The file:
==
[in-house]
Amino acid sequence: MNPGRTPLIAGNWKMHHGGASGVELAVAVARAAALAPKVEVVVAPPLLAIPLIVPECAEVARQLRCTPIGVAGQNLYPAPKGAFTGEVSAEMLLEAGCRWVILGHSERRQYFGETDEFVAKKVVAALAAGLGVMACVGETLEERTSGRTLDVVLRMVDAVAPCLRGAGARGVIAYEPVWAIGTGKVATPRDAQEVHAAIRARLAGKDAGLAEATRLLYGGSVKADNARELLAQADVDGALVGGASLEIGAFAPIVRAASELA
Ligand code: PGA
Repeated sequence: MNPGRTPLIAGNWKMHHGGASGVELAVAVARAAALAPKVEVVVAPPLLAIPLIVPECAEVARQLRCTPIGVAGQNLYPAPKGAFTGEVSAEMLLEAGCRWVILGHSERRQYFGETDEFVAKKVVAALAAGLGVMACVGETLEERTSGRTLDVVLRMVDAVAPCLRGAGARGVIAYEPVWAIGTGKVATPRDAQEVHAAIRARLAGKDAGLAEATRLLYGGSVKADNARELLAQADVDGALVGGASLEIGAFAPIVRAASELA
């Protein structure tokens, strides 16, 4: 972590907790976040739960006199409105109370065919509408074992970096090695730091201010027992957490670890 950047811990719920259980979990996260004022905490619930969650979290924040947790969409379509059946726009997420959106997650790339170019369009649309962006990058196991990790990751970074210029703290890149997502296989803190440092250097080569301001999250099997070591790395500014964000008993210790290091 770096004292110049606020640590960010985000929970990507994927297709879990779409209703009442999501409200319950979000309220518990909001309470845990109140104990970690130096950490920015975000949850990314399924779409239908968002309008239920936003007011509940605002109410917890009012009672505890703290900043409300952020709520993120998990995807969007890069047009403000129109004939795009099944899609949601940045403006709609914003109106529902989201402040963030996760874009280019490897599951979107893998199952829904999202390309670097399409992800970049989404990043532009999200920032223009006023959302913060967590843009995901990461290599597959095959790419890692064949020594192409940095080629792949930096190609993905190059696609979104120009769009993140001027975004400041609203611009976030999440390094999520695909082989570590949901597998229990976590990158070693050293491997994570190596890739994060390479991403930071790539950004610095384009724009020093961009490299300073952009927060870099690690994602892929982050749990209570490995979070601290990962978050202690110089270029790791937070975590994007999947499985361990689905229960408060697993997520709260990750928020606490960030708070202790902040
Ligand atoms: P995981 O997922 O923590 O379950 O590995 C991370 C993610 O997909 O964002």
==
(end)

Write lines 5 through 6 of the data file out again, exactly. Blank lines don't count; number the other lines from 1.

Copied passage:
């Protein structure tokens, strides 16, 4: 972590907790976040739960006199409105109370065919509408074992970096090695730091201010027992957490670890 950047811990719920259980979990996260004022905490619930969650979290924040947790969409379509059946726009997420959106997650790339170019369009649309962006990058196991990790990751970074210029703290890149997502296989803190440092250097080569301001999250099997070591790395500014964000008993210790290091 770096004292110049606020640590960010985000929970990507994927297709879990779409209703009442999501409200319950979000309220518990909001309470845990109140104990970690130096950490920015975000949850990314399924779409239908968002309008239920936003007011509940605002109410917890009012009672505890703290900043409300952020709520993120998990995807969007890069047009403000129109004939795009099944899609949601940045403006709609914003109106529902989201402040963030996760874009280019490897599951979107893998199952829904999202390309670097399409992800970049989404990043532009999200920032223009006023959302913060967590843009995901990461290599597959095959790419890692064949020594192409940095080629792949930096190609993905190059696609979104120009769009993140001027975004400041609203611009976030999440390094999520695909082989570590949901597998229990976590990158070693050293491997994570190596890739994060390479991403930071790539950004610095384009724009020093961009490299300073952009927060870099690690994602892929982050749990209570490995979070601290990962978050202690110089270029790791937070975590994007999947499985361990689905229960408060697993997520709260990750928020606490960030708070202790902040
Ligand atoms: P995981 O997922 O923590 O379950 O590995 C991370 C993610 O997909 O964002």